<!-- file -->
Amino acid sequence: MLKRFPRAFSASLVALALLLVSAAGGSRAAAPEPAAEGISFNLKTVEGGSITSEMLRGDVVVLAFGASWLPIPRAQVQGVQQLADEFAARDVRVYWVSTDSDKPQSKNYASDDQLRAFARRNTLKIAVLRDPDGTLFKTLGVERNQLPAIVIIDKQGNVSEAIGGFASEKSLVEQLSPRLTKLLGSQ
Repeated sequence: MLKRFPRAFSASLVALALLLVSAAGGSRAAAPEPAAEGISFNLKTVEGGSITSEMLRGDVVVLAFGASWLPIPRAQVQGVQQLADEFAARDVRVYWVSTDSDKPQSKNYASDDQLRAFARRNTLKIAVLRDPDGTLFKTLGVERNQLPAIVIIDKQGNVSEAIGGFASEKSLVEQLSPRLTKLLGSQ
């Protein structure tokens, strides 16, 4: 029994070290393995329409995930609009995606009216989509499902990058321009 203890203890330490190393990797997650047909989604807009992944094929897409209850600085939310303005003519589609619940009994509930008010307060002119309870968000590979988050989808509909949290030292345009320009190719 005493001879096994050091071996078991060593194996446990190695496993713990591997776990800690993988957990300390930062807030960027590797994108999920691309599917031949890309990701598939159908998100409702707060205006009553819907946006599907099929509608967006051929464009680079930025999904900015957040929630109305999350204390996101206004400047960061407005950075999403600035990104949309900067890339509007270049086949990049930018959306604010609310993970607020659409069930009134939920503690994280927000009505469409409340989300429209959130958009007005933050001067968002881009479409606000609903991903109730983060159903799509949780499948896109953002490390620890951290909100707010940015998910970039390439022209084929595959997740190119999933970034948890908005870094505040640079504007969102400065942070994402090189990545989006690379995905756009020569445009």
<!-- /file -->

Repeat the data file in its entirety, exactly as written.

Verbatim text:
Amino acid sequence: MLKRFPRAFSASLVALALLLVSAAGGSRAAAPEPAAEGISFNLKTVEGGSITSEMLRGDVVVLAFGASWLPIPRAQVQGVQQLADEFAARDVRVYWVSTDSDKPQSKNYASDDQLRAFARRNTLKIAVLRDPDGTLFKTLGVERNQLPAIVIIDKQGNVSEAIGGFASEKSLVEQLSPRLTKLLGSQ
Repeated sequence: MLKRFPRAFSASLVALALLLVSAAGGSRAAAPEPAAEGISFNLKTVEGGSITSEMLRGDVVVLAFGASWLPIPRAQVQGVQQLADEFAARDVRVYWVSTDSDKPQSKNYASDDQLRAFARRNTLKIAVLRDPDGTLFKTLGVERNQLPAIVIIDKQGNVSEAIGGFASEKSLVEQLSPRLTKLLGSQ
């Protein structure tokens, strides 16, 4: 029994070290393995329409995930609009995606009216989509499902990058321009 203890203890330490190393990797997650047909989604807009992944094929897409209850600085939310303005003519589609619940009994509930008010307060002119309870968000590979988050989808509909949290030292345009320009190719 005493001879096994050091071996078991060593194996446990190695496993713990591997776990800690993988957990300390930062807030960027590797994108999920691309599917031949890309990701598939159908998100409702707060205006009553819907946006599907099929509608967006051929464009680079930025999904900015957040929630109305999350204390996101206004400047960061407005950075999403600035990104949309900067890339509007270049086949990049930018959306604010609310993970607020659409069930009134939920503690994280927000009505469409409340989300429209959130958009007005933050001067968002881009479409606000609903991903109730983060159903799509949780499948896109953002490390620890951290909100707010940015998910970039390439022209084929595959997740190119999933970034948890908005870094505040640079504007969102400065942070994402090189990545989006690379995905756009020569445009």